How America’s anti-urban bias distorts infrastructure spending

portsmouth bypass construction

The relative struggle for power between urban and rural areas is a defining feature of the American political system, one that dates back to the founding of the country. In the immediate aftermath of the Revolution, the two dominant political theories were the urban republicanism of Alexander Hamilton and the agrarian democracy of Thomas Jefferson.

Hamilton’s ideas and biography are en vogue again, but the Jeffersonian push for agrarian power was enshrined in the Constitution. During the Constitutional Convention, small states successfully imposed the Connecticut Compromise, which created a bicameral legislature that included an upper house where every state would have equal standing. Thanks to this compromise, Wyoming – a state with 586,000 people – has the same power in the Senate as California – a state with five cities larger than 500,000 people.

Legislative proportionment and Baker v. Carr

Although rural areas unquestionably have disproportionate power on the federal level, … Continue reading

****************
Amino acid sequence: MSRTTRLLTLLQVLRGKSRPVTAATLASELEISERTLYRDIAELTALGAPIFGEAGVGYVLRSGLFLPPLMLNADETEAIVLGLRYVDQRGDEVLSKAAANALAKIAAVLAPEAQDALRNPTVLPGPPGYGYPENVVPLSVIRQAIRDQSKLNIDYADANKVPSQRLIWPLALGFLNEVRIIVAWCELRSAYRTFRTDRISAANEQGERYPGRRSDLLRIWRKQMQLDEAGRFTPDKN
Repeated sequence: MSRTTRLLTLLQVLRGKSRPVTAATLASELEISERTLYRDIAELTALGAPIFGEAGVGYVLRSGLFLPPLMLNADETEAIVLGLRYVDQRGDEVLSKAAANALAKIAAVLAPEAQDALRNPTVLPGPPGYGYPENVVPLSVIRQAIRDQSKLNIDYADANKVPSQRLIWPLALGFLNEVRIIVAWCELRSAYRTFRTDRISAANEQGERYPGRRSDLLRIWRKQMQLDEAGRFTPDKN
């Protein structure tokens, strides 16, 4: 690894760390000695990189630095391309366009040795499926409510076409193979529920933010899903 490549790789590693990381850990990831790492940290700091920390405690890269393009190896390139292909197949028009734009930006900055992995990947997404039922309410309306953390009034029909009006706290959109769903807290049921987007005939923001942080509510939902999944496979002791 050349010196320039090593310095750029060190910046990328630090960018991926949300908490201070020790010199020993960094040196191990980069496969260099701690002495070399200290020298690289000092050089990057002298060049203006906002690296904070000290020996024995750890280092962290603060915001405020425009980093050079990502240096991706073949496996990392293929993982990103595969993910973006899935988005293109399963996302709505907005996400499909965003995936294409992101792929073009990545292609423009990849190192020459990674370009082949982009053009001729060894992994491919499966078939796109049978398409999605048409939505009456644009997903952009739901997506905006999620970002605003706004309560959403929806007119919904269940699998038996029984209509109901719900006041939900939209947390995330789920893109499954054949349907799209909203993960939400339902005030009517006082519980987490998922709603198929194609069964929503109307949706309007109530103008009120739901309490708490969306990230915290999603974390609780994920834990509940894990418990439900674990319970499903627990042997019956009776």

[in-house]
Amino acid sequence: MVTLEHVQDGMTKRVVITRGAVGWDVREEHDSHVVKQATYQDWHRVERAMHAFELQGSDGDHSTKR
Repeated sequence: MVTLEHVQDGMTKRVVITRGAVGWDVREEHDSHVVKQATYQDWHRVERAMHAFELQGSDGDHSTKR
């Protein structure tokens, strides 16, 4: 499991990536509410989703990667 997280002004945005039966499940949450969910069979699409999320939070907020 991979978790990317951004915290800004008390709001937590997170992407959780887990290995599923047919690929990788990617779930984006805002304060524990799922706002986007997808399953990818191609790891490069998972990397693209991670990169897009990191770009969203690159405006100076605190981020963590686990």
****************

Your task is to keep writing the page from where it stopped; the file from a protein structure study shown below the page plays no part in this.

Throwback Thursday: Cleveland held its first bike parade 100 years ago

cleveland bike parade

May is an important time for cycling, as it is National Bike Month.

Throughout the course of the month, there are a number of celebrations and events. Sunday, May 1 marked the annual kick-off of the National Bike Challenge. Yesterday was Bike to School Day. Friday, May 20 is Bike to Work Day. And, as I already told you, this week is Air Quality Awareness Week, in which we are encouraging people to try biking in order to improve local air quality.

Well, it just so happens that 100 years ago this week, the City of Cleveland also helds its first proto-Critical Mass event. The City Division of Recreation organized a massive “bike parade” to the historic League Park on the city’s east side. The event reported involved more than 700 people, which is about the size of our contemporary, monthly Critical Mass rides.

Anyways, I just thought … Continue reading

Why we should account for air quality when planning bike lanes

critical mass

In a lot of ways, cyclists get a raw deal. We ride a 25-pound machine on the same roads as people driving 2,000-pound steel boxes at high rates of speed. We struggle to carve out a small piece of the road, even as we get buzzed by passing cars or get screamed at by furious drivers who could kill us at a moment’s notice. There’s no such thing as a fair fight between a bike and a car. If I get into a head on collision with a careless driver, I lose.